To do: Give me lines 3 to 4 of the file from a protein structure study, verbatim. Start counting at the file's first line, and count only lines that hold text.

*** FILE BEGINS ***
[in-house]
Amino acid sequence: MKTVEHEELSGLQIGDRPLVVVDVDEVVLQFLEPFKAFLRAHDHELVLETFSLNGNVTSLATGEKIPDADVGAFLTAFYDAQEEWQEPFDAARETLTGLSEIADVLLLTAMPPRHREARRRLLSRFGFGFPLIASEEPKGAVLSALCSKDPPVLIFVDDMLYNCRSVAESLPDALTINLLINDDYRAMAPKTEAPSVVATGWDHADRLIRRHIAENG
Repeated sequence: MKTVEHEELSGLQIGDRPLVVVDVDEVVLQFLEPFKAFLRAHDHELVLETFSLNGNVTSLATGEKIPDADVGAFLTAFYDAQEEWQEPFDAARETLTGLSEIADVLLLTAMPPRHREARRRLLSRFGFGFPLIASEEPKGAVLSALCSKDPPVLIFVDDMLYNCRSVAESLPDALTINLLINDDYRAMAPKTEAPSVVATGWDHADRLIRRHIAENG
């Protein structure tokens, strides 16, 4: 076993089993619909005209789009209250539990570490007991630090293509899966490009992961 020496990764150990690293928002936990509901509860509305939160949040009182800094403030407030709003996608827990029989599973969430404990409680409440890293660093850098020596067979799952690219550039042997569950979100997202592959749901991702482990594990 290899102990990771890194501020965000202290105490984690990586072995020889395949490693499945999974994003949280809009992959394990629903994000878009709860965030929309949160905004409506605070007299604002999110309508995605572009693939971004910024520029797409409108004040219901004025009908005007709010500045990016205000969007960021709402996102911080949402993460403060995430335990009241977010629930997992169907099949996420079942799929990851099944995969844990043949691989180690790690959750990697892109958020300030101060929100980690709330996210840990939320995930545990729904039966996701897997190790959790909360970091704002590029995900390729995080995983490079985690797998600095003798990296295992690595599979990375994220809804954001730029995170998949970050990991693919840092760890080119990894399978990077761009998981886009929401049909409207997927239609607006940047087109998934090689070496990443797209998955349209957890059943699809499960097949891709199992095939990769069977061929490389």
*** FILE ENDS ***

Repeated sequence: MKTVEHEELSGLQIGDRPLVVVDVDEVVLQFLEPFKAFLRAHDHELVLETFSLNGNVTSLATGEKIPDADVGAFLTAFYDAQEEWQEPFDAARETLTGLSEIADVLLLTAMPPRHREARRRLLSRFGFGFPLIASEEPKGAVLSALCSKDPPVLIFVDDMLYNCRSVAESLPDALTINLLINDDYRAMAPKTEAPSVVATGWDHADRLIRRHIAENG
């Protein structure tokens, strides 16, 4: 076993089993619909005209789009209250539990570490007991630090293509899966490009992961 020496990764150990690293928002936990509901509860509305939160949040009182800094403030407030709003996608827990029989599973969430404990409680409440890293660093850098020596067979799952690219550039042997569950979100997202592959749901991702482990594990 290899102990990771890194501020965000202290105490984690990586072995020889395949490693499945999974994003949280809009992959394990629903994000878009709860965030929309949160905004409506605070007299604002999110309508995605572009693939971004910024520029797409409108004040219901004025009908005007709010500045990016205000969007960021709402996102911080949402993460403060995430335990009241977010629930997992169907099949996420079942799929990851099944995969844990043949691989180690790690959750990697892109958020300030101060929100980690709330996210840990939320995930545990729904039966996701897997190790959790909360970091704002590029995900390729995080995983490079985690797998600095003798990296295992690595599979990375994220809804954001730029995170998949970050990991693919840092760890080119990894399978990077761009998981886009929401049909409207997927239609607006940047087109998934090689070496990443797209998955349209957890059943699809499960097949891709199992095939990769069977061929490389």